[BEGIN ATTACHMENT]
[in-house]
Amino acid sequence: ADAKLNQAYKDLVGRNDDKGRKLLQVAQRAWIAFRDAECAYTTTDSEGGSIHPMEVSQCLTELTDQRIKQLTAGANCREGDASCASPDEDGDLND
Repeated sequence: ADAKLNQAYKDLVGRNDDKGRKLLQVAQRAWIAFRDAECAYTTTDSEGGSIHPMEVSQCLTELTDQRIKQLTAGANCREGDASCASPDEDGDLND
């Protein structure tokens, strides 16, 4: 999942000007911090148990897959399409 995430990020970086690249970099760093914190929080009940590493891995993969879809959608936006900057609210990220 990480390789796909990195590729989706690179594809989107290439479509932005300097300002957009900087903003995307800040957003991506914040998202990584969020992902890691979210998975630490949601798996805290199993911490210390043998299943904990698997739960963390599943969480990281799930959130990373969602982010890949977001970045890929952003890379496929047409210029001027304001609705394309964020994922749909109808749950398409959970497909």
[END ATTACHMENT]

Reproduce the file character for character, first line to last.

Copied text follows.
[in-house]
Amino acid sequence: ADAKLNQAYKDLVGRNDDKGRKLLQVAQRAWIAFRDAECAYTTTDSEGGSIHPMEVSQCLTELTDQRIKQLTAGANCREGDASCASPDEDGDLND
Repeated sequence: ADAKLNQAYKDLVGRNDDKGRKLLQVAQRAWIAFRDAECAYTTTDSEGGSIHPMEVSQCLTELTDQRIKQLTAGANCREGDASCASPDEDGDLND
């Protein structure tokens, strides 16, 4: 999942000007911090148990897959399409 995430990020970086690249970099760093914190929080009940590493891995993969879809959608936006900057609210990220 990480390789796909990195590729989706690179594809989107290439479509932005300097300002957009900087903003995307800040957003991506914040998202990584969020992902890691979210998975630490949601798996805290199993911490210390043998299943904990698997739960963390599943969480990281799930959130990373969602982010890949977001970045890929952003890379496929047409210029001027304001609705394309964020994922749909109808749950398409959970497909």